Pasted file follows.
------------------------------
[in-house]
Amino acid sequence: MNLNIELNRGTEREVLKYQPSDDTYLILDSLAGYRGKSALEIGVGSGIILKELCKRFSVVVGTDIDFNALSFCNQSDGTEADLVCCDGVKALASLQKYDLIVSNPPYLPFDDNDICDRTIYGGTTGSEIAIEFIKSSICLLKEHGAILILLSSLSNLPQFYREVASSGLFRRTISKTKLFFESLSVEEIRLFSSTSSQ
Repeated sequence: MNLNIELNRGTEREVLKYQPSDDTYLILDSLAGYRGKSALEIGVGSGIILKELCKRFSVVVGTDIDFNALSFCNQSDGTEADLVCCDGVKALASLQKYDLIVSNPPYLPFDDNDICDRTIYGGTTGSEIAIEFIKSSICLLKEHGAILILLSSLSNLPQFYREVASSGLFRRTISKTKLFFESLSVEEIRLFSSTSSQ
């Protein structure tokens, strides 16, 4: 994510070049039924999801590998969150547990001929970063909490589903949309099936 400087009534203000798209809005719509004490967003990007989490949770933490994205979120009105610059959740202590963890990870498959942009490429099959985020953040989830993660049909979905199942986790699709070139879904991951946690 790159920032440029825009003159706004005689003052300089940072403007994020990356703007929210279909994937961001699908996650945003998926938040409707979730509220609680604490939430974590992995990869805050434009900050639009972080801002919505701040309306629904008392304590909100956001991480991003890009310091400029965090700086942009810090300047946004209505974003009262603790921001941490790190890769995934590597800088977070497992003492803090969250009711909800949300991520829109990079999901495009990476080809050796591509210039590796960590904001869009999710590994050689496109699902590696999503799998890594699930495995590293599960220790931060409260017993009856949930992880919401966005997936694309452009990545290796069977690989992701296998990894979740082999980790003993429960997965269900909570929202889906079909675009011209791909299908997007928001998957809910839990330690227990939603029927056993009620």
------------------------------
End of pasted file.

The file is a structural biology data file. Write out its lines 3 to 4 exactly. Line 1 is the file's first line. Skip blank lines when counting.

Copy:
Repeated sequence: MNLNIELNRGTEREVLKYQPSDDTYLILDSLAGYRGKSALEIGVGSGIILKELCKRFSVVVGTDIDFNALSFCNQSDGTEADLVCCDGVKALASLQKYDLIVSNPPYLPFDDNDICDRTIYGGTTGSEIAIEFIKSSICLLKEHGAILILLSSLSNLPQFYREVASSGLFRRTISKTKLFFESLSVEEIRLFSSTSSQ
């Protein structure tokens, strides 16, 4: 994510070049039924999801590998969150547990001929970063909490589903949309099936 400087009534203000798209809005719509004490967003990007989490949770933490994205979120009105610059959740202590963890990870498959942009490429099959985020953040989830993660049909979905199942986790699709070139879904991951946690 790159920032440029825009003159706004005689003052300089940072403007994020990356703007929210279909994937961001699908996650945003998926938040409707979730509220609680604490939430974590992995990869805050434009900050639009972080801002919505701040309306629904008392304590909100956001991480991003890009310091400029965090700086942009810090300047946004209505974003009262603790921001941490790190890769995934590597800088977070497992003492803090969250009711909800949300991520829109990079999901495009990476080809050796591509210039590796960590904001869009999710590994050689496109699902590696999503799998890594699930495995590293599960220790931060409260017993009856949930992880919401966005997936694309452009990545290796069977690989992701296998990894979740082999980790003993429960997965269900909570929202889906079909675009011209791909299908997007928001998957809910839990330690227990939603029927056993009620």